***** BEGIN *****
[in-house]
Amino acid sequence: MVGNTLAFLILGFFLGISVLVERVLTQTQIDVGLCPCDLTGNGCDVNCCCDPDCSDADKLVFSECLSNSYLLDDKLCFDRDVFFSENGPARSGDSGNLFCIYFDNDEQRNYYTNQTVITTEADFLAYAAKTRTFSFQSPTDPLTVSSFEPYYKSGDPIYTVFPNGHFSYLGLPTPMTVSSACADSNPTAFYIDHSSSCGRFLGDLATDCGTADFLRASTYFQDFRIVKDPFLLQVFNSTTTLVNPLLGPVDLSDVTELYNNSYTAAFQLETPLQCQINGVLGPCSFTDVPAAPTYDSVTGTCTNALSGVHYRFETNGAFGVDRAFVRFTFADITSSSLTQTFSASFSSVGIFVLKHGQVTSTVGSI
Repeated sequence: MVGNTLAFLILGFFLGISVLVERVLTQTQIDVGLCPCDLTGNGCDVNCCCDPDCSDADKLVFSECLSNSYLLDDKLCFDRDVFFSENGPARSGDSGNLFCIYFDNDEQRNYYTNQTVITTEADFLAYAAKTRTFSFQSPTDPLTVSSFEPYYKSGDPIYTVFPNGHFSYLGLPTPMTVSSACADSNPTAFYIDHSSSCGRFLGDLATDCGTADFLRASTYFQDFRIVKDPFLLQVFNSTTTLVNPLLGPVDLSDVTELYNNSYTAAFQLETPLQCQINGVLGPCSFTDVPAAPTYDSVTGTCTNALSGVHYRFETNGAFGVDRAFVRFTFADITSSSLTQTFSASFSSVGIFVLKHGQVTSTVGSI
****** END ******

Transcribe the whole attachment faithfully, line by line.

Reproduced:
[in-house]
Amino acid sequence: MVGNTLAFLILGFFLGISVLVERVLTQTQIDVGLCPCDLTGNGCDVNCCCDPDCSDADKLVFSECLSNSYLLDDKLCFDRDVFFSENGPARSGDSGNLFCIYFDNDEQRNYYTNQTVITTEADFLAYAAKTRTFSFQSPTDPLTVSSFEPYYKSGDPIYTVFPNGHFSYLGLPTPMTVSSACADSNPTAFYIDHSSSCGRFLGDLATDCGTADFLRASTYFQDFRIVKDPFLLQVFNSTTTLVNPLLGPVDLSDVTELYNNSYTAAFQLETPLQCQINGVLGPCSFTDVPAAPTYDSVTGTCTNALSGVHYRFETNGAFGVDRAFVRFTFADITSSSLTQTFSASFSSVGIFVLKHGQVTSTVGSI
Repeated sequence: MVGNTLAFLILGFFLGISVLVERVLTQTQIDVGLCPCDLTGNGCDVNCCCDPDCSDADKLVFSECLSNSYLLDDKLCFDRDVFFSENGPARSGDSGNLFCIYFDNDEQRNYYTNQTVITTEADFLAYAAKTRTFSFQSPTDPLTVSSFEPYYKSGDPIYTVFPNGHFSYLGLPTPMTVSSACADSNPTAFYIDHSSSCGRFLGDLATDCGTADFLRASTYFQDFRIVKDPFLLQVFNSTTTLVNPLLGPVDLSDVTELYNNSYTAAFQLETPLQCQINGVLGPCSFTDVPAAPTYDSVTGTCTNALSGVHYRFETNGAFGVDRAFVRFTFADITSSSLTQTFSASFSSVGIFVLKHGQVTSTVGSI